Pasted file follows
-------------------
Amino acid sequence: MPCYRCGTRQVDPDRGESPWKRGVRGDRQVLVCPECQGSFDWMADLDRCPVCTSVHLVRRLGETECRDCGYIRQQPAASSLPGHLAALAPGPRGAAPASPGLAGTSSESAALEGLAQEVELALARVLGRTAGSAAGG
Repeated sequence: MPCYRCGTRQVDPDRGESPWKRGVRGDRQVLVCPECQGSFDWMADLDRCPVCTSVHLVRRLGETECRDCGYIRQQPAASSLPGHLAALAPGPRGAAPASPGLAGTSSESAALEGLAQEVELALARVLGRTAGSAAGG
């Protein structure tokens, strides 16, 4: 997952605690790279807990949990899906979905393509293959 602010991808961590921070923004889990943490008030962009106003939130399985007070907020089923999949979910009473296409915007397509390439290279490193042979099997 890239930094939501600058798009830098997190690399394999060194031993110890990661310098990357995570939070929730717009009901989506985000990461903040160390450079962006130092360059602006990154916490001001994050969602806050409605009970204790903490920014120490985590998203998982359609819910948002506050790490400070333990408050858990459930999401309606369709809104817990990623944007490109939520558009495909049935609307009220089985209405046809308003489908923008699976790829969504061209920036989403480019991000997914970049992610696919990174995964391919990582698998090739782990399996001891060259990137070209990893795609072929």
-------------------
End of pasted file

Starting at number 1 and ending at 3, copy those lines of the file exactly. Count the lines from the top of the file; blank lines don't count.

Amino acid sequence: MPCYRCGTRQVDPDRGESPWKRGVRGDRQVLVCPECQGSFDWMADLDRCPVCTSVHLVRRLGETECRDCGYIRQQPAASSLPGHLAALAPGPRGAAPASPGLAGTSSESAALEGLAQEVELALARVLGRTAGSAAGG
Repeated sequence: MPCYRCGTRQVDPDRGESPWKRGVRGDRQVLVCPECQGSFDWMADLDRCPVCTSVHLVRRLGETECRDCGYIRQQPAASSLPGHLAALAPGPRGAAPASPGLAGTSSESAALEGLAQEVELALARVLGRTAGSAAGG
């Protein structure tokens, strides 16, 4: 997952605690790279807990949990899906979905393509293959 602010991808961590921070923004889990943490008030962009106003939130399985007070907020089923999949979910009473296409915007397509390439290279490193042979099997 890239930094939501600058798009830098997190690399394999060194031993110890990661310098990357995570939070929730717009009901989506985000990461903040160390450079962006130092360059602006990154916490001001994050969602806050409605009970204790903490920014120490985590998203998982359609819910948002506050790490400070333990408050858990459930999401309606369709809104817990990623944007490109939520558009495909049935609307009220089985209405046809308003489908923008699976790829969504061209920036989403480019991000997914970049992610696919990174995964391919990582698998090739782990399996001891060259990137070209990893795609072929």